Semolina Pudding with Pistachio, Gateau de Semoule a la Pistache



IMG_9095I can’t believe this is my 7th Friday Fiesta already. Time flies indeed, and to celebrate this weekend, here is a Semolina Pudding with Pistachio.

Serves 8


  • 1 liter of milk
  • 150g of white granulated sugar
  • 150g of durum wheat fine semolina
  • 1 teaspoon of vanilla sugar
  • Zest of one lemon
  • 100g of pistachio


  1. Start by rinsing a Pyrex loaf pan with water (do not wipe) and set aside to drain on a kitchen towel.
  2. Boil the milk in a large pan on a medium heat.
  3. Pour slowly the sugar, the zest of one lemon and the vanilla sugar into the pan.
  4. Stir with a wooden spoon constantly.
  5. Pour slowly the semolina and continue to stir for 5 minutes on a low heat.
  6. When the semolina becomes a little thick remove from the heat and add the pistachio into the mixture.
  7. Pour gently the semolina into the loaf pan and refrigerate for 4 hours.
  8. After 4 hours, remove the loaf pan from the fridge.
  9. Take a serving dish and put the loaf pan on the top.
  10. Turn over and set aside, the cake will turn out alone (be patient).
  11. Remove delicately the loaf pan and drizzle with ground pistachio.

The semolina pudding  is soft! The addition of lemon zest and pistachios add a lot of flavor! You could also add caramel or a fruit coulis on top (for presentation and even a sweeter taste).

P.S: Cooking depends of the quality of the ingredients and the materials that we use (stove, oven…). I try to do the best that I can to give you the exact recipe so you get the same taste 😀

P.S: Sorry for the mistake it’s a pudding not a cake 🙂

Bon Appetit.

53 thoughts on “Semolina Pudding with Pistachio, Gateau de Semoule a la Pistache

  1. Pingback: Fiesta Friday #7 and Divorced Eggs | The Novice Gardener

  2. This is a beautiful cake. I have used semolina only once, and even then, I did not know what I was doing. 😉 To be honest, I cannot imagine the texture/taste of this dessert, but it sure looks gorgeous and I inspires me to make it. 😀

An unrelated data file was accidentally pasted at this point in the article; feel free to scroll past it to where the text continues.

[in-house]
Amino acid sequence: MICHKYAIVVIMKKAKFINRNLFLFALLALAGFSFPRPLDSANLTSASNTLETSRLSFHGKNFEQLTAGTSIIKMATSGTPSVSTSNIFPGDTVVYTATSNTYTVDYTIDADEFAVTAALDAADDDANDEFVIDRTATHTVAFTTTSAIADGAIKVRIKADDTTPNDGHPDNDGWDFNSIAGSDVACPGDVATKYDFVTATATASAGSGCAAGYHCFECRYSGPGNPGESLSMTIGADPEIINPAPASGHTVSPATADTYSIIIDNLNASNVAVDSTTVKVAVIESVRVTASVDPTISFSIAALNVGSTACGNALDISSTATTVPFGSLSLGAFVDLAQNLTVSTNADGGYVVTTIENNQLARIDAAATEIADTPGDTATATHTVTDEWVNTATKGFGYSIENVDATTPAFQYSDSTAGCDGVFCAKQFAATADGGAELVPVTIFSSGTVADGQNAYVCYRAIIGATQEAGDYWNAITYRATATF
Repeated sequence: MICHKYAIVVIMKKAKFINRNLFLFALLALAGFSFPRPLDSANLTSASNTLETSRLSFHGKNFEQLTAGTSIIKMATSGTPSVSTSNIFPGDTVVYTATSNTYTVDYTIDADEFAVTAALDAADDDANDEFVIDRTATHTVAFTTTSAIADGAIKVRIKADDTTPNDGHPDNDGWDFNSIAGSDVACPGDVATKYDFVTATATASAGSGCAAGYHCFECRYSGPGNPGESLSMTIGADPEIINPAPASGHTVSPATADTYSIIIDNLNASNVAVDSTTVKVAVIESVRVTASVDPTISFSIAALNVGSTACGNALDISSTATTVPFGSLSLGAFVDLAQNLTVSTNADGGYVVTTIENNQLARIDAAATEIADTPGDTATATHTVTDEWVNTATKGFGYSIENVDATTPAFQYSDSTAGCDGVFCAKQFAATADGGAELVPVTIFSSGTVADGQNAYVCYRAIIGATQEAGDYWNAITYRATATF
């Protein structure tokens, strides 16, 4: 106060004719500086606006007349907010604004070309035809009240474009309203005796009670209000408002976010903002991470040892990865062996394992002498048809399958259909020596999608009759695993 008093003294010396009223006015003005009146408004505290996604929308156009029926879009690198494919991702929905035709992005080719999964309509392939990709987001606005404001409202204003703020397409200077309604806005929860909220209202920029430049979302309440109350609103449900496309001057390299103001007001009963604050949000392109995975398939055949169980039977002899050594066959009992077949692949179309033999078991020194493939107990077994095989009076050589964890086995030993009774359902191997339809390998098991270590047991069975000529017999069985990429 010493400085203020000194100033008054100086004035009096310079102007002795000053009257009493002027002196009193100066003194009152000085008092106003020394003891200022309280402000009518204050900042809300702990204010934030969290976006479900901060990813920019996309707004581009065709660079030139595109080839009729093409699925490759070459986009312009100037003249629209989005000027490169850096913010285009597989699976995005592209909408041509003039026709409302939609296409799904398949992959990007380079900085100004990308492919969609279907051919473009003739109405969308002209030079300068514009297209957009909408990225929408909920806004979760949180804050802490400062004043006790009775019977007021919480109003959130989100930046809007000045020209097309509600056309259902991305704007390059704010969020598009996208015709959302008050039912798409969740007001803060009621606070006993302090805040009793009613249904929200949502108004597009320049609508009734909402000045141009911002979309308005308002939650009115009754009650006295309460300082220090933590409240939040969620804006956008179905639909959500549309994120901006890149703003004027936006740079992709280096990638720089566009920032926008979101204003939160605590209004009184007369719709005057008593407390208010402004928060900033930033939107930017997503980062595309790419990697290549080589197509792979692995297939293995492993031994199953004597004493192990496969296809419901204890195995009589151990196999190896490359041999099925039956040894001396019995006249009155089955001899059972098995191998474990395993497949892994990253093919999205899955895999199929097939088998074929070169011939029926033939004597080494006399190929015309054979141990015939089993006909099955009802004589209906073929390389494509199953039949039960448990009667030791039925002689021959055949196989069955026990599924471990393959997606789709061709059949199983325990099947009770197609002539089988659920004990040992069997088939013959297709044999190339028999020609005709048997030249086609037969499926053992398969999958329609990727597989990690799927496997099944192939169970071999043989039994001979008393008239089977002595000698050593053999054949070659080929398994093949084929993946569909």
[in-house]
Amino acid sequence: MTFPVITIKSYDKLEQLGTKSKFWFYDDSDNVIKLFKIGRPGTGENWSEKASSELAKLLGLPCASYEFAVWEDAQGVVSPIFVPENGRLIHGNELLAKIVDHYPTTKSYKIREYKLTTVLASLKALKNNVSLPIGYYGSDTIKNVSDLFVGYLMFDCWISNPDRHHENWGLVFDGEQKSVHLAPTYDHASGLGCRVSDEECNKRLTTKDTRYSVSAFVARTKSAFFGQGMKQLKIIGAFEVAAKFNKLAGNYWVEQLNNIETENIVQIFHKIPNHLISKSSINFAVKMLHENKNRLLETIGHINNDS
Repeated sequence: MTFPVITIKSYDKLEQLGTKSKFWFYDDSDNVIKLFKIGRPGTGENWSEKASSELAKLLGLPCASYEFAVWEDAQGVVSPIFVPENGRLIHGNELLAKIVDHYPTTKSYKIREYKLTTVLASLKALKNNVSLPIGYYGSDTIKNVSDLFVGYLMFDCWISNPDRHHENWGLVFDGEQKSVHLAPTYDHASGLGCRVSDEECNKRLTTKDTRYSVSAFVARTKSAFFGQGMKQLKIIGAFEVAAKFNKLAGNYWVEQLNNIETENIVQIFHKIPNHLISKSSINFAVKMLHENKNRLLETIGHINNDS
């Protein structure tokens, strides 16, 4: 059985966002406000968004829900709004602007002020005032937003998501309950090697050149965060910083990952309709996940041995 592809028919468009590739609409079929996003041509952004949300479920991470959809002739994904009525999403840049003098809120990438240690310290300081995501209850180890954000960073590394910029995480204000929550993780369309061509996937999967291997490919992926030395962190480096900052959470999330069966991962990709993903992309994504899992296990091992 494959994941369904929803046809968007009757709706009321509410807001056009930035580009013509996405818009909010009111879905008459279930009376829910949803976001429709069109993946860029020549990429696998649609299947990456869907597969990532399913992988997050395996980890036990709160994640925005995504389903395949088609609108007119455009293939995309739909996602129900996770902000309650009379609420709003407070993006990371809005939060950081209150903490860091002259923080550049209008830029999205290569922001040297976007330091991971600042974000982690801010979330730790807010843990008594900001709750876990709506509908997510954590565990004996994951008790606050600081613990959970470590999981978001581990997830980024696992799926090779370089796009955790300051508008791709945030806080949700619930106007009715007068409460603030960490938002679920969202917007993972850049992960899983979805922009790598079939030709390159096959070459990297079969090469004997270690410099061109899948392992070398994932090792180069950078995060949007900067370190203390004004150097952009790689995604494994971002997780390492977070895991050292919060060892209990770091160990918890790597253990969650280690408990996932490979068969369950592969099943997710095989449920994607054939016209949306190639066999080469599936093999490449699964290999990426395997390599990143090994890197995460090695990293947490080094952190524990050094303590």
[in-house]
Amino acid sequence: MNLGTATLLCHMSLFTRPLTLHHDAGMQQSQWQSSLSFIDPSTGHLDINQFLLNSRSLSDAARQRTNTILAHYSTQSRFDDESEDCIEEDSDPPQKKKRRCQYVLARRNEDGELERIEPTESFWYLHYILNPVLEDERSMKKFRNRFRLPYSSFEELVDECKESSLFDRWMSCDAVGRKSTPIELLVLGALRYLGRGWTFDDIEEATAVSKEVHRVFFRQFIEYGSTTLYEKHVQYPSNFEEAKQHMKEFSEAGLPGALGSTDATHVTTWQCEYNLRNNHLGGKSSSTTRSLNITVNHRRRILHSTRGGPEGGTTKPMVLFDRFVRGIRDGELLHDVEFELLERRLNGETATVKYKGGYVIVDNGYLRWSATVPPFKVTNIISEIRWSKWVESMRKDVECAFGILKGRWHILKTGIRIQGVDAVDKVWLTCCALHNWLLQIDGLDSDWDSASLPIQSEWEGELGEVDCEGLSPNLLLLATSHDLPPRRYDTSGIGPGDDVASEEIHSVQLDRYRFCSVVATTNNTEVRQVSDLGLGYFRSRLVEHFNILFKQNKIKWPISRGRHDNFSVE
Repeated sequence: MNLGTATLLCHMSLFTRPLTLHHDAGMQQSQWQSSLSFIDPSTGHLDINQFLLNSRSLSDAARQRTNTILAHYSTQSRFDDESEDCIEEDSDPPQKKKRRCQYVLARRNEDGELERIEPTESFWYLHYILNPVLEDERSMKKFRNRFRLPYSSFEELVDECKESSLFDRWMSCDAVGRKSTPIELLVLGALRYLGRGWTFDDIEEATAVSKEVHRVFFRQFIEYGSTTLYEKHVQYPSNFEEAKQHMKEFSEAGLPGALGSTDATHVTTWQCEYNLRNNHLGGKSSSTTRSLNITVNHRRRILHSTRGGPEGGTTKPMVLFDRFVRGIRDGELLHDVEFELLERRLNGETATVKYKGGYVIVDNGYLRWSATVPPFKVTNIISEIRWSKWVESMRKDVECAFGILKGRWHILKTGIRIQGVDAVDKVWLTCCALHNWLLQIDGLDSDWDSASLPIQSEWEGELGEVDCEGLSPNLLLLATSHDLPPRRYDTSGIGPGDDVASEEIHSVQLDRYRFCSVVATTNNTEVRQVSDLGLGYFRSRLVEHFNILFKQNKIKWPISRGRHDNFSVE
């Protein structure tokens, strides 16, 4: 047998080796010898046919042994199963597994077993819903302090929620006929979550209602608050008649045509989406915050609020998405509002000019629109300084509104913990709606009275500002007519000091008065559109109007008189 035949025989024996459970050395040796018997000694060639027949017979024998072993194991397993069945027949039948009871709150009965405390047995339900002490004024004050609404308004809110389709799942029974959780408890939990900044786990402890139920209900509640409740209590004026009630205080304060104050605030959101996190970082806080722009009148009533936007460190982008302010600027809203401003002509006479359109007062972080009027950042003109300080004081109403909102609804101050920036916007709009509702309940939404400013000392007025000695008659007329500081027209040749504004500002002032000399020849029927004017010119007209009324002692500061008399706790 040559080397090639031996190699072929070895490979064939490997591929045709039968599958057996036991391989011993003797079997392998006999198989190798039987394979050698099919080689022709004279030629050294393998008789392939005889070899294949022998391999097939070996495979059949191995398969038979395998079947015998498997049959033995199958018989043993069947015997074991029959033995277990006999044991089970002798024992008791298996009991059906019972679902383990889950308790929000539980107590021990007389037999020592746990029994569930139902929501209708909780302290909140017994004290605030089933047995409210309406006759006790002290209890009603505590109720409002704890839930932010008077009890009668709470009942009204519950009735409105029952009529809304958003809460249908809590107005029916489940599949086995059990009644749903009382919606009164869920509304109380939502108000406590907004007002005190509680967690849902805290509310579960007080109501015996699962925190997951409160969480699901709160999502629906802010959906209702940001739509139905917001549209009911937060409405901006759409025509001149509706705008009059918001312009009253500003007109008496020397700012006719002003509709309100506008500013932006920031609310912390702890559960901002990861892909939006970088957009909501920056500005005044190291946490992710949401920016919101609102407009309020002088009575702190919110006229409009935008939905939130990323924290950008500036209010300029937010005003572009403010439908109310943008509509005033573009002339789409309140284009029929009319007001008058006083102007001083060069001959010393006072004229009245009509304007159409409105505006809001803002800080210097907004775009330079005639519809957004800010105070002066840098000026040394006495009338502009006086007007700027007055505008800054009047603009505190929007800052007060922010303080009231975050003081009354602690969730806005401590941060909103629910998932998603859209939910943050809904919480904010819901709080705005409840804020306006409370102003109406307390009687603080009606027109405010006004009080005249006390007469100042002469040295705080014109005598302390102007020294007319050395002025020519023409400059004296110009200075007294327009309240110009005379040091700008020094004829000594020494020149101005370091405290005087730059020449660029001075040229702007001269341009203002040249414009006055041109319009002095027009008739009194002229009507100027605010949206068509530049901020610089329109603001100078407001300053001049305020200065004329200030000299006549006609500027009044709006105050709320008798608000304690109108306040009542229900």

• Thank you Fae 🙂 In my culture and in North Africa we use a lot of semolina for baking and making bread. This one is easy and no need to bake in the oven 🙂 The texture is soft and you can add small pieces of dried apricots or a mix of orange zest and lemon zest and it’s a cold dessert.

    • Thank you Angie for your nice comments:) The texture is more like a flan, if overcooked the texture will become too hard. I hope it’s help and if you try it let me know what you think:) Have a lovely week-end XOXO

  3. oh beautiful Linda, – a question is this more a cake in texture or more of a pudding? from the ingredients it would sound more “puddingy” – in Switzerland there is something similar that is made with semolina but served with fresh red berries in the summer and some cream. Popular as a small evening meal. I am curious as to how your cake compares. Is it really cake textured, ie dry, or more humid? Where does the inspiration come from for it, you made it up, or does the cake have a nationality? Curiously yours Poli

    • Thank you Polianthus. You’re absolutely right, the texture is more like a pudding, maybe I need to edit my title. The texture is extremely soft and moist. The semolina “cake” or “gateau de semoule” is very popular during summer time in Algeria and in North Africa (this is a family recipe), sometimes we use rice starch instead of semolina and add a few drops of orange water blossom. We like it moist but if you want it dry just overcooked the semolina, Linda.

  4. Oh my word, these are absolutely beautiful!!!! I have about 3 pounds of lovely buttery semolina flour left and have been wondering what to do with it in place of making bread. I don’t think it’s “fine” but we’ll see how it works.

    • Thank you very much 🙂 It’s a good idea with semolina flour. When I don’t have durum wheat fine semolina, I use rice starch. Please, let me know what you think about this recipe 🙂

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